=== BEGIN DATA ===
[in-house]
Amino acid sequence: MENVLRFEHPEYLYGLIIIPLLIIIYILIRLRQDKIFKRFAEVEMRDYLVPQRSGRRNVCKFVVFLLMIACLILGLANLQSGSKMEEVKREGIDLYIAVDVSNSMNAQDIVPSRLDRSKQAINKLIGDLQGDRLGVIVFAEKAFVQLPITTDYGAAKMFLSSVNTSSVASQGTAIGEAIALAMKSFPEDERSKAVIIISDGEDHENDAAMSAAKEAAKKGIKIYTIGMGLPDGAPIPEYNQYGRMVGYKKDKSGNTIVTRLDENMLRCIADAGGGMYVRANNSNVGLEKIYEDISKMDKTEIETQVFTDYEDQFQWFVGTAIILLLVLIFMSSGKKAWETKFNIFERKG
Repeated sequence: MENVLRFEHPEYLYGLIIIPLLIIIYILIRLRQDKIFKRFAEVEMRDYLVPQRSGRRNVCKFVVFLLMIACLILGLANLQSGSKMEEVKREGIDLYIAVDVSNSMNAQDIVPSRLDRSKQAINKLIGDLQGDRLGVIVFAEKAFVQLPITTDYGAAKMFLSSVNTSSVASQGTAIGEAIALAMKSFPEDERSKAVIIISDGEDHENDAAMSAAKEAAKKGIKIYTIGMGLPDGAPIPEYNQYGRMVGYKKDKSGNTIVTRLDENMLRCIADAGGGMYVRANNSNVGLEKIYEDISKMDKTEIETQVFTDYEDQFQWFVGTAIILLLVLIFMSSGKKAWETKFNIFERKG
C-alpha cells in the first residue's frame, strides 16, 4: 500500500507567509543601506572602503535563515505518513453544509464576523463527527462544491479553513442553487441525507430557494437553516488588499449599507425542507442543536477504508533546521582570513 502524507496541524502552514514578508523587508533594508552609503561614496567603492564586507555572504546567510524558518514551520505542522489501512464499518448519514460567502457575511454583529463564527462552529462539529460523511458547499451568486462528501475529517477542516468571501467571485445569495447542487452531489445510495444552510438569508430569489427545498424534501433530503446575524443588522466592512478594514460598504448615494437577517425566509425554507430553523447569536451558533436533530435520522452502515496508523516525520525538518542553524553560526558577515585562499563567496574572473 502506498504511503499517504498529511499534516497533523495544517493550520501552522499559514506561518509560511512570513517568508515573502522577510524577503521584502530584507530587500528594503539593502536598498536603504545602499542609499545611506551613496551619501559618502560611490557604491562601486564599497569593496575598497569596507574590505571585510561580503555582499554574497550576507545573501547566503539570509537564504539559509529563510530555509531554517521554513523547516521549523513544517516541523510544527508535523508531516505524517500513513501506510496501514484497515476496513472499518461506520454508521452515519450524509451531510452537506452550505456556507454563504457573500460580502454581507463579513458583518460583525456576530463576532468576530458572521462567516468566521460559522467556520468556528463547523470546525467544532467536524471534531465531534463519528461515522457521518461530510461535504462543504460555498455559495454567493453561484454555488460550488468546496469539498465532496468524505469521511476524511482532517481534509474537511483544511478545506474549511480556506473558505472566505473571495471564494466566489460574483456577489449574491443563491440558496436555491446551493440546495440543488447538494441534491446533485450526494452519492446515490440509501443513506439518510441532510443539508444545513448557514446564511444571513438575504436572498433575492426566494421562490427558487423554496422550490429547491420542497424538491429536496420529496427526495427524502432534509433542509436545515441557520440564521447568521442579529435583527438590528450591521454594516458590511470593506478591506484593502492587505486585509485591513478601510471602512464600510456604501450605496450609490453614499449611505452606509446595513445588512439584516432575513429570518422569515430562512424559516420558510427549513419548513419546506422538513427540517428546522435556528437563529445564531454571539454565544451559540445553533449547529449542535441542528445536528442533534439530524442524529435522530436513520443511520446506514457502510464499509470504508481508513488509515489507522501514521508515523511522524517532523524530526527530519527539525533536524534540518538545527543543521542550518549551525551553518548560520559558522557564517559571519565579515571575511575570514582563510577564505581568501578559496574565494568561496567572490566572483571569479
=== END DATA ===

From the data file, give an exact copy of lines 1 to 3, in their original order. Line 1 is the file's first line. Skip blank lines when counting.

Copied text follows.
[in-house]
Amino acid sequence: MENVLRFEHPEYLYGLIIIPLLIIIYILIRLRQDKIFKRFAEVEMRDYLVPQRSGRRNVCKFVVFLLMIACLILGLANLQSGSKMEEVKREGIDLYIAVDVSNSMNAQDIVPSRLDRSKQAINKLIGDLQGDRLGVIVFAEKAFVQLPITTDYGAAKMFLSSVNTSSVASQGTAIGEAIALAMKSFPEDERSKAVIIISDGEDHENDAAMSAAKEAAKKGIKIYTIGMGLPDGAPIPEYNQYGRMVGYKKDKSGNTIVTRLDENMLRCIADAGGGMYVRANNSNVGLEKIYEDISKMDKTEIETQVFTDYEDQFQWFVGTAIILLLVLIFMSSGKKAWETKFNIFERKG
Repeated sequence: MENVLRFEHPEYLYGLIIIPLLIIIYILIRLRQDKIFKRFAEVEMRDYLVPQRSGRRNVCKFVVFLLMIACLILGLANLQSGSKMEEVKREGIDLYIAVDVSNSMNAQDIVPSRLDRSKQAINKLIGDLQGDRLGVIVFAEKAFVQLPITTDYGAAKMFLSSVNTSSVASQGTAIGEAIALAMKSFPEDERSKAVIIISDGEDHENDAAMSAAKEAAKKGIKIYTIGMGLPDGAPIPEYNQYGRMVGYKKDKSGNTIVTRLDENMLRCIADAGGGMYVRANNSNVGLEKIYEDISKMDKTEIETQVFTDYEDQFQWFVGTAIILLLVLIFMSSGKKAWETKFNIFERKG